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YOUR CONSERVATORY TIPS


Welcome to YOUR CONSERVATORY TIPS.

This section is still in early development - but as the month's pass we hope to have feed back and Tips from many of our visitors worldwide. To do this we will need your help - so please if you have a Conservatory or Sunroom Living Tip to share please fill in our form by clicking here.

Tip 1 Attach 20mm pvc-trunking to the head of the PVCu frame (between the roof and window sections). This gives the appearance that it's actually part of the window frame, and provides great flexibility in adding additional lights, speaker wires, alarm detectors, computer cables etc . (Submitted by Paul in Teddington).

Tip2 Don't be tempted into burying central heating pipes in to the concrete flooring - building regulations won't approve, and any leaks could be disastrous. Get the builders to lay 2" x 2" (50 mm x 50 mm) timber sections in the wet concrete, which will leave a gap in the concrete flooring. You can lay your insulated pipes in this gap. (Submitted by Paul in Teddington).

Tip 3 When building the base of a Victorian style conservatory, specially manufactured "Squint" bricks are usually used to provide corners which are attractive. However these bricks are extremely difficult to source as most manufacturers and builders merchants don't stock all the angles. Cradley Special Brick company keep them in stock and can deliver UK wide within 3 days. Tel: 01384 635824. (Submitted by Eleanor Taylor in West Midlands, England).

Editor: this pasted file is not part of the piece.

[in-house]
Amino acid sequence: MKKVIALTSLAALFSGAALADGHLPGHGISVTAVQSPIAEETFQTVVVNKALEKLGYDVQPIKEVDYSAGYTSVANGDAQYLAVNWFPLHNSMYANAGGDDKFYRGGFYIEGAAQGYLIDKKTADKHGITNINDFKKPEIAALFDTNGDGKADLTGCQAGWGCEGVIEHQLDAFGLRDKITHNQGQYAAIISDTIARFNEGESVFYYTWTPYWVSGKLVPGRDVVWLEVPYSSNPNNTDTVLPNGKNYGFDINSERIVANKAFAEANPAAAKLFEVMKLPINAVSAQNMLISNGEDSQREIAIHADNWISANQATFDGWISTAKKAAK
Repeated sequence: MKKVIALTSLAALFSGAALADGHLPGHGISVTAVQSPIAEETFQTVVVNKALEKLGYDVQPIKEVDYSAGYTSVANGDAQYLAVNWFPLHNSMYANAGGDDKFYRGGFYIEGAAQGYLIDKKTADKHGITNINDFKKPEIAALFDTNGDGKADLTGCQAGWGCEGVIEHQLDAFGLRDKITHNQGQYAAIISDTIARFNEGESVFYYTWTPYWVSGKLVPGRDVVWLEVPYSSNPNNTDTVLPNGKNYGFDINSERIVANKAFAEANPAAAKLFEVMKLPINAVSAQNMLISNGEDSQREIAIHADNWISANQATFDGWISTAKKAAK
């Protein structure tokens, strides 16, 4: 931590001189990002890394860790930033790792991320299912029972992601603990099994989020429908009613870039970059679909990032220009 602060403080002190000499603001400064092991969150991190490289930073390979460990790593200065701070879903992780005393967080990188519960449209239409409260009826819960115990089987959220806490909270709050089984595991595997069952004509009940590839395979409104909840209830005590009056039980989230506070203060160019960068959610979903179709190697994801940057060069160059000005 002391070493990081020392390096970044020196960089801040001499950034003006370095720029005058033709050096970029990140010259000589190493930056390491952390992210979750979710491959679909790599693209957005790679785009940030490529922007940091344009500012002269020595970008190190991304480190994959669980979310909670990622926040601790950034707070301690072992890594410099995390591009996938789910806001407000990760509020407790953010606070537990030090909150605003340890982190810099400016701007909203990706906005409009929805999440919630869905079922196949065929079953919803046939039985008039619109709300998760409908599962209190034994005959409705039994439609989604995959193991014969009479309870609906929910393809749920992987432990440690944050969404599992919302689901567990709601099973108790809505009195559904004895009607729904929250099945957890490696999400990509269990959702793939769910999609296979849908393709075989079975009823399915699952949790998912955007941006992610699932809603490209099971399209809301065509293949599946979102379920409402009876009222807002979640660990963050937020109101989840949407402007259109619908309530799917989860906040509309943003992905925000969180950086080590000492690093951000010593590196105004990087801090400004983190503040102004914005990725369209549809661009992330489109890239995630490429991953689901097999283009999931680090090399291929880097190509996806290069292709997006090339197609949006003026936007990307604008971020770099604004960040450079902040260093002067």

Tip 4 Not sure if your council will grant planning permission for your conservatory?
If your neighbours have a conservatory and their property is similar to yours, then you should be able to get permission for yours. Also, use their conservatory as a guide to how yours will look. (Submitted by Roger in Hertsfordshire).

Tip 5 Even if the conservatory company says you don't need planning permission (you usually don't in my area), check with your local authority. You may find you do need permission (I did!). Many other residents in my area have built their conservatories without planning permission, I fear, and may have problems when they want to sell there home. (Submitted by Cheryl in Cleveland)

TIP 6 The more money you spend on roof, window and insulation upgrades at specification time, the less money will be spent on accessories to keep the place cool in summer and warm in winter once you start to think of furnishing. It will also mean you can spend more of the year in comfort.

TIP 7 Circulate heat from your sunroom into your home by using fans near the ceiling. Make an opening in the wall to install the fan or fans in. It can help regulate the temperature in the sunroom and provide some heat to the house. Supplied by Joanne, Washington State, U.S.A.

Tip 8 Don't assume that the conservatory company / installer / builder has your best interests at heart. Get clued up on sites like this and keep an eye on them the whole time.
Our conservatory company's builder built the brick walls, and then left the open cavity walls open to the elements for 3 weeks before the installers arrived to fit the actual conservatory. I noticed this and fitted heavy duty plastic over the cavities. There are many other examples of mostly minor stupidity during course of the works. The trouble is most conservatory companies use sub-contractors who are only interested in their portion of the work, and don't have an overall picture. Also make sure that the conservatory company's installation manager visits site regularly and co-ordinates the tradesmen. Despite the above we are delighted with the finished product. We chose Anglian (Submitted by Maurice in Harefield, Middlesex).